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Robert Novak

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NEWS
April 3, 2003
On March 30, 2003, REGINA NOVAK (nee Wajbel), age 94, of Orlando, FL, formerly of Baltimore, MD. She was a member of St. Casimir's Church. Beloved wife of the late Adam P. Novak, Sr. Devoted mother of Delores Nagrabski and her husband Steve, Robert Novak and his wife Sally and the late Adam P. Jr. Dear sister of Raymond and Amiel Wajbel. Loving grandmother of Steve and Richard Nagrabski and Robert, Jr. and James Novak. Also survived by four great-grandchildren and one great-great-grandchild.
ARTICLES BY DATE
NEWS
By Leonard Pitts Jr | August 10, 2008
I haven't read Robert Novak's column in 10 years. Back in 1998, he made a comment on CNN - what it was is not material here - that I considered beyond the pale. I decided I could henceforth do without his opinions and insights. He impressed me as a distinctly disagreeable man. And that was well before he outed CIA operative Valerie Plame. When the news broke recently that Mr. Novak had a brain tumor and would retire, I was not made prostrate by grief. What I felt was that whisper of common mortality, that sense of there-but-for-the-grace-of-God one usually feels when tragedy strikes someone who is known to you, but not too closely.
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NEWS
August 27, 2005
On August 22, 2005, RUTH ANNJACKSON (nee Novak), dearest wife of the late Robert A. Jackson, devoted mother of Bonnie L. Werner and husband Jerry, dear sister of Robert Novak, loving grandmother of Jerry L. Werner and Stacey A. Brack, and husband Ronnie. Beloved great grandmother of Allie, Jake, and Mattie Brack. Also survived by other loving relatives and friends. Family invites friends to call at the Charles L. Stevens Funeral Home, Inc., 1501 E. Fort Avenue, Locust Point, MD, on Friday 3 to 5 and 7 to 9 P.M. Funeral Services will be held at the Church of the Redemption on Saturday at 11 A.M. Interment in Cedar Hill Cemetery.
NEWS
By THOMAS SOWELL | August 1, 2007
Many, if not most, college commencement addresses are essentially special-interest advertising. Politicians, political activists, judges and bureaucrats tell the graduating students how it is nobler to go into "public service" - that is, to become a politician, political activist, judge or bureaucrat - instead of going into the private sector and producing goods and services that people want enough to spend their own money for them. Parents who want to counteract politically correct commencement speeches - often after four years of politically correct indoctrination on campus - might include among the things they give their graduate a new book titled The Prince of Darkness by columnist Robert Novak.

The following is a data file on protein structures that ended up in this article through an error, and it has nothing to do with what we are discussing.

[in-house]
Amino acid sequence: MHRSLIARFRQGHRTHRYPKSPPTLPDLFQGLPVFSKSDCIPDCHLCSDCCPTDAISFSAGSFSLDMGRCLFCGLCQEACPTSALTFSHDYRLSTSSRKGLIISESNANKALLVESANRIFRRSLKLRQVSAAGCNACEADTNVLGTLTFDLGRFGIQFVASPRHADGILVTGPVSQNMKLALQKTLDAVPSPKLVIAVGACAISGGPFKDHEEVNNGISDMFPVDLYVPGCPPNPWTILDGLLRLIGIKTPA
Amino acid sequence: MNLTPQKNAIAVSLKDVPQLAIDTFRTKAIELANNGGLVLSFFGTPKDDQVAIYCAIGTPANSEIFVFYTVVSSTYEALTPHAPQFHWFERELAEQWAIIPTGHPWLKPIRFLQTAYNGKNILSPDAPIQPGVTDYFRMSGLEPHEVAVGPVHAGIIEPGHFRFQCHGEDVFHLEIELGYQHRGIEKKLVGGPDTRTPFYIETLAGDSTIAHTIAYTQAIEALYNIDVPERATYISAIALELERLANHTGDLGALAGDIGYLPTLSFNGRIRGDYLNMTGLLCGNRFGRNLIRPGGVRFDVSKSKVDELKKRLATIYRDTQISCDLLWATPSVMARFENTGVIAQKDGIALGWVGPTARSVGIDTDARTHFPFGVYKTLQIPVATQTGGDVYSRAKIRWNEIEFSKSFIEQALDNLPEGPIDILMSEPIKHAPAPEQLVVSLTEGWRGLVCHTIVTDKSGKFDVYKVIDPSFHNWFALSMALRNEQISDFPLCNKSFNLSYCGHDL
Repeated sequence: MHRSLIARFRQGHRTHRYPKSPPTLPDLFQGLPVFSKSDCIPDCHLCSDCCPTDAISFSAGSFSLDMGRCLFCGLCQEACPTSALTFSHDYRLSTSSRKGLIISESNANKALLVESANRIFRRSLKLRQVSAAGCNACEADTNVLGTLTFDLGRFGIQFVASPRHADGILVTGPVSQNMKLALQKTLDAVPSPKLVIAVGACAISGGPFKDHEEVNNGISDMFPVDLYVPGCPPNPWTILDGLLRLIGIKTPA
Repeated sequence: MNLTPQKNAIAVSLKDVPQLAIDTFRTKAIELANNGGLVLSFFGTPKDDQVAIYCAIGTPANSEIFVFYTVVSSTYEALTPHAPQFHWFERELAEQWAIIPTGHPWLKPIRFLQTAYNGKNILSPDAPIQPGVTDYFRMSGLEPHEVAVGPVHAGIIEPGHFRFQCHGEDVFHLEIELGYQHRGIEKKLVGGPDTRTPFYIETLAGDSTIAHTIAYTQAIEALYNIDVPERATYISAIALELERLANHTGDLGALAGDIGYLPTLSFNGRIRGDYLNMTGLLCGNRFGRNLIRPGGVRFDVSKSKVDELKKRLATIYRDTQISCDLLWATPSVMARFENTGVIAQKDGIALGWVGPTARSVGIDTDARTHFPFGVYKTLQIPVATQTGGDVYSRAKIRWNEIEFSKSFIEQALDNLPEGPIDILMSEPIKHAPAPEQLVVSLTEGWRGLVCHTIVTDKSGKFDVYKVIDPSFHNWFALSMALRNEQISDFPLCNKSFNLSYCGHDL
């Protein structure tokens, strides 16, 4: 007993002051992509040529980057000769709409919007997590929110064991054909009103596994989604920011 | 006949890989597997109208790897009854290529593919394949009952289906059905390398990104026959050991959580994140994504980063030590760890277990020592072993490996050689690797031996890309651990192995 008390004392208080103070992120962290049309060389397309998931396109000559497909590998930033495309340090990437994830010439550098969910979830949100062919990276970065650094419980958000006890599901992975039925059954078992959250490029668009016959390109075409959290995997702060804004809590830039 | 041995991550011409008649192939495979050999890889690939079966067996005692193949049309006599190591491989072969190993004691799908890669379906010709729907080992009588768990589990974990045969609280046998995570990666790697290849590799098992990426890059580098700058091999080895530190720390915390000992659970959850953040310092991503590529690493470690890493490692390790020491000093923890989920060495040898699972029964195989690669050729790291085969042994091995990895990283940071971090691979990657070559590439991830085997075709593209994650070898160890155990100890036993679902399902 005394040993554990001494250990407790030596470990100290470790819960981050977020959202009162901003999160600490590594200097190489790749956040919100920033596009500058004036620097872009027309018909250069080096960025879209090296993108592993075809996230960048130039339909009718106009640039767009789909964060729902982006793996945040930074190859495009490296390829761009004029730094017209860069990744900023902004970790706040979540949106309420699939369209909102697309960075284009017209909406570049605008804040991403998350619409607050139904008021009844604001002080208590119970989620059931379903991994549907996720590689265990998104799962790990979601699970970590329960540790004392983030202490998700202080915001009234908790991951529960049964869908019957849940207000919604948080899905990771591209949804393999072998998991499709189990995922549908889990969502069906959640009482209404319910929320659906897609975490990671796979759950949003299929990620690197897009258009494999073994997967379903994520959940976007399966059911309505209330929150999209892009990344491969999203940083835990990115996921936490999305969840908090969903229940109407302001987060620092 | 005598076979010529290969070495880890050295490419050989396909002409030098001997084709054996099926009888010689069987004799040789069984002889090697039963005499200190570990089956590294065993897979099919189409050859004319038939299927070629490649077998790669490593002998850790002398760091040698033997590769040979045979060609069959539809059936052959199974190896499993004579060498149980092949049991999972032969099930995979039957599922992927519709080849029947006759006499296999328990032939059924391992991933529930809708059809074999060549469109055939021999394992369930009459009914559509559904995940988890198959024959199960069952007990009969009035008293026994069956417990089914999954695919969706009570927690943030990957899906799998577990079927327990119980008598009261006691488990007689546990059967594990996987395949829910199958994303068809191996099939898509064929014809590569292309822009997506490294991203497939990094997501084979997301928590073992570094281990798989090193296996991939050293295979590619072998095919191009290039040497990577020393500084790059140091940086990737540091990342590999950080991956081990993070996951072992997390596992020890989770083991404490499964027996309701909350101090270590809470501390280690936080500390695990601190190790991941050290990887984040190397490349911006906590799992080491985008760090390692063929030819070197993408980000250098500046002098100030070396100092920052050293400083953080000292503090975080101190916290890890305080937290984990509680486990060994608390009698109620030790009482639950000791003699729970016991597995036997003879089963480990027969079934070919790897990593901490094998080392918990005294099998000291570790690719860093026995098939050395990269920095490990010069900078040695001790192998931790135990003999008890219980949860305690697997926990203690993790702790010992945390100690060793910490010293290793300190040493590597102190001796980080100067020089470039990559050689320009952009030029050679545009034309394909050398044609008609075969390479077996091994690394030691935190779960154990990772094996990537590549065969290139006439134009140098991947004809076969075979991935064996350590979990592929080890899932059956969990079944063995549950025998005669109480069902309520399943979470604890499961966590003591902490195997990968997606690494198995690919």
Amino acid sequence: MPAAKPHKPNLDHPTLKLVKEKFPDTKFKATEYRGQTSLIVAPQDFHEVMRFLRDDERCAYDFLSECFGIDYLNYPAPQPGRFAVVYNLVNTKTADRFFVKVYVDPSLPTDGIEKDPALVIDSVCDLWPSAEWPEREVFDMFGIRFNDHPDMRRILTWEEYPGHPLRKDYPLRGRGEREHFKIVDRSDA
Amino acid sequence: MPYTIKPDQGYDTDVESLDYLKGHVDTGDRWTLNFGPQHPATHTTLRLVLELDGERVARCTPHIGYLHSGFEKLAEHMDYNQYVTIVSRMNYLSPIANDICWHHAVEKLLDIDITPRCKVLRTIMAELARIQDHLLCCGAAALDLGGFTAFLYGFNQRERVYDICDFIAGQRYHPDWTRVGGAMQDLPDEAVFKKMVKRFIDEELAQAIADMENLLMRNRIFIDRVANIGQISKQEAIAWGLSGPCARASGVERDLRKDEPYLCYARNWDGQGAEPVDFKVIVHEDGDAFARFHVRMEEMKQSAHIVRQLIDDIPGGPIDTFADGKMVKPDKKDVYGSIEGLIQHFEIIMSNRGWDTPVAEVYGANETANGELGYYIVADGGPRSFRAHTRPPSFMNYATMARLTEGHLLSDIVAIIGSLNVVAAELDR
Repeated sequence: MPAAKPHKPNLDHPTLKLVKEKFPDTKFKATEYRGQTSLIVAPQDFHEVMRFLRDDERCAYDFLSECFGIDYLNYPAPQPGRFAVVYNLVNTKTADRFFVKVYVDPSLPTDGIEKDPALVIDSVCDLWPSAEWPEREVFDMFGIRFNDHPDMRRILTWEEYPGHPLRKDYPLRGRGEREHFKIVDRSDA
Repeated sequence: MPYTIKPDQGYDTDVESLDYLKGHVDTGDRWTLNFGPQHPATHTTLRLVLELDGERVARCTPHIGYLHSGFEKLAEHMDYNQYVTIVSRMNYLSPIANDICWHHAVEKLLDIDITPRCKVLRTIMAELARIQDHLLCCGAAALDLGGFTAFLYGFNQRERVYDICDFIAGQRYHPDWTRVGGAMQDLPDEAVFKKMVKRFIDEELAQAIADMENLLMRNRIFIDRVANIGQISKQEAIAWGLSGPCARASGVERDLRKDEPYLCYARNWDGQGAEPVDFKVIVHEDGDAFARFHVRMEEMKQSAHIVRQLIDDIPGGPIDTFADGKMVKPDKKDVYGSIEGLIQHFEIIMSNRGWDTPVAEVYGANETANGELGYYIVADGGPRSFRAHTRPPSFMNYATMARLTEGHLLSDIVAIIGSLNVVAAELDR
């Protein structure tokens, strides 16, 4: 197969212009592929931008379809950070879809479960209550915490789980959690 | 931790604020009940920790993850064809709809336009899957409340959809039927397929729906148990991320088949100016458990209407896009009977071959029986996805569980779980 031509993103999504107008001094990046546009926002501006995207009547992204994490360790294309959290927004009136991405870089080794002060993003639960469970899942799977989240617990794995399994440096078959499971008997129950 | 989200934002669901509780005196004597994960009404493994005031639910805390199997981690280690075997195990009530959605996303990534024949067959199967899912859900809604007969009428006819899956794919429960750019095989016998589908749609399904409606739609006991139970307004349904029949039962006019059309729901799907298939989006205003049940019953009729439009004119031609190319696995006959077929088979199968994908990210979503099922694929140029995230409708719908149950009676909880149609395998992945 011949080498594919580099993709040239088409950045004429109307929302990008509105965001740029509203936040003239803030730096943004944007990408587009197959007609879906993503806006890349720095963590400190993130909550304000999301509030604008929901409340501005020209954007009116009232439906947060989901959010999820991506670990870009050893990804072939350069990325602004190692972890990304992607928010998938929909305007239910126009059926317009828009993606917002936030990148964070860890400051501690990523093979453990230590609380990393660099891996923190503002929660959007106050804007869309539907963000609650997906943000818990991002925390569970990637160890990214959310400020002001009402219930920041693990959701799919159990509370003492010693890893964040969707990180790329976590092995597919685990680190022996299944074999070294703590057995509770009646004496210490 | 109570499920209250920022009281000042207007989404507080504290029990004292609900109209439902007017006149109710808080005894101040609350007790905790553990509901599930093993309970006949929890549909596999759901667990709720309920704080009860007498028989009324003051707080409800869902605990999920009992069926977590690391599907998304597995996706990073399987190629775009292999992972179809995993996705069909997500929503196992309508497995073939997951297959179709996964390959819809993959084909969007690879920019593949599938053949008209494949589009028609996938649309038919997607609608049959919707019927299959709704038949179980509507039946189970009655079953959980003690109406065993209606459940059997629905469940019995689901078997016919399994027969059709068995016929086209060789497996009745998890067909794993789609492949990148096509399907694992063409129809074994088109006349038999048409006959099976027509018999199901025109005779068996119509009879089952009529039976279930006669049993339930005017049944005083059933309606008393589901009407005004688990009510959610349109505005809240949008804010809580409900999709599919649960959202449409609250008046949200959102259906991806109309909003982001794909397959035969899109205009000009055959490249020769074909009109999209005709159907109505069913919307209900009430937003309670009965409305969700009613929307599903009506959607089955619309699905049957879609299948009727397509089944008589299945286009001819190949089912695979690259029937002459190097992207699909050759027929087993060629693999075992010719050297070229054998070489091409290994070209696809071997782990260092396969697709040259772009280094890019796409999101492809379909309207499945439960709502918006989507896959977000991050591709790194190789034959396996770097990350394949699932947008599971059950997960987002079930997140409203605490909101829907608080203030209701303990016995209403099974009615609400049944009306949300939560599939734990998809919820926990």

NEWS
By James Gerstenzang and James Gerstenzang,LOS ANGELES TIMES | August 25, 2004
WASHINGTON - Avoiding a clash over the First Amendment and possibly jail time, a reporter for Time has given a deposition to a prosecutor investigating the disclosure of the identity of a CIA operative, the magazine said yesterday. The reporter, Matthew Cooper, had been ordered by a federal judge to respond to questions posed by Patrick J. Fitzgerald, the special counsel investigating whether the Bush administration illegally leaked the CIA agent's name. Shortly after Fitzgerald interviewed Cooper on Monday, U.S. District Judge Thomas Hogan lifted the contempt citation he had issued against the reporter.
NEWS
BY A SUN STAFF WRITER | May 12, 1998
Baltimore police commanders are supposed to be on the streets as much as possible. But Maj. Robert Novak took that a step further yesterday afternoon when he ran four blocks to chase down a theft suspect.Novak, 49, said he was driving by a rowhouse under construction in the 300 block of E. 30th St. when he heard a loud noise and saw a man running out the front door.Novak, who was wearing his uniform, drove after the suspect and tried to cut him off, then jumped out of his unmarked car and started to chase him along Greenmount Avenue.
NEWS
By THOMAS SOWELL | August 1, 2007